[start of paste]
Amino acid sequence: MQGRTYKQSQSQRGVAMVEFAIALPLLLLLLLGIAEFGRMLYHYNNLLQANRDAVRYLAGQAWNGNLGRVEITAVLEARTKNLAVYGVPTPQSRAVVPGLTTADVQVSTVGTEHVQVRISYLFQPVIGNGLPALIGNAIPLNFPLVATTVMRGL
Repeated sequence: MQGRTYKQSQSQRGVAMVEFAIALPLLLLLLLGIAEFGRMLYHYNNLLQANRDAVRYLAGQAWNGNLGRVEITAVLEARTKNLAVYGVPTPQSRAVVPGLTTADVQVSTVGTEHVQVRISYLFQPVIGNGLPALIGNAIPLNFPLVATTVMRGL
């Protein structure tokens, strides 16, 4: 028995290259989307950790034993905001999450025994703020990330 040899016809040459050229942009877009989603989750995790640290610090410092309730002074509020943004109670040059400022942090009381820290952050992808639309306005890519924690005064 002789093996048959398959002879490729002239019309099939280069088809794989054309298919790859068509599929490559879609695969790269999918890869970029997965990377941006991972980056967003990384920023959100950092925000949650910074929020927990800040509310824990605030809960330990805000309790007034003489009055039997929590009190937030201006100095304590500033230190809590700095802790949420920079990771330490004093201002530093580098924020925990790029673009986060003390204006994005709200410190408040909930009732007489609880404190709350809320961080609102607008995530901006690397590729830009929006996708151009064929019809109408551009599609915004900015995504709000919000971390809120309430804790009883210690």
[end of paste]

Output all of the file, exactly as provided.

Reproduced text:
Amino acid sequence: MQGRTYKQSQSQRGVAMVEFAIALPLLLLLLLGIAEFGRMLYHYNNLLQANRDAVRYLAGQAWNGNLGRVEITAVLEARTKNLAVYGVPTPQSRAVVPGLTTADVQVSTVGTEHVQVRISYLFQPVIGNGLPALIGNAIPLNFPLVATTVMRGL
Repeated sequence: MQGRTYKQSQSQRGVAMVEFAIALPLLLLLLLGIAEFGRMLYHYNNLLQANRDAVRYLAGQAWNGNLGRVEITAVLEARTKNLAVYGVPTPQSRAVVPGLTTADVQVSTVGTEHVQVRISYLFQPVIGNGLPALIGNAIPLNFPLVATTVMRGL
């Protein structure tokens, strides 16, 4: 028995290259989307950790034993905001999450025994703020990330 040899016809040459050229942009877009989603989750995790640290610090410092309730002074509020943004109670040059400022942090009381820290952050992808639309306005890519924690005064 002789093996048959398959002879490729002239019309099939280069088809794989054309298919790859068509599929490559879609695969790269999918890869970029997965990377941006991972980056967003990384920023959100950092925000949650910074929020927990800040509310824990605030809960330990805000309790007034003489009055039997929590009190937030201006100095304590500033230190809590700095802790949420920079990771330490004093201002530093580098924020925990790029673009986060003390204006994005709200410190408040909930009732007489609880404190709350809320961080609102607008995530901006690397590729830009929006996708151009064929019809109408551009599609915004900015995504709000919000971390809120309430804790009883210690």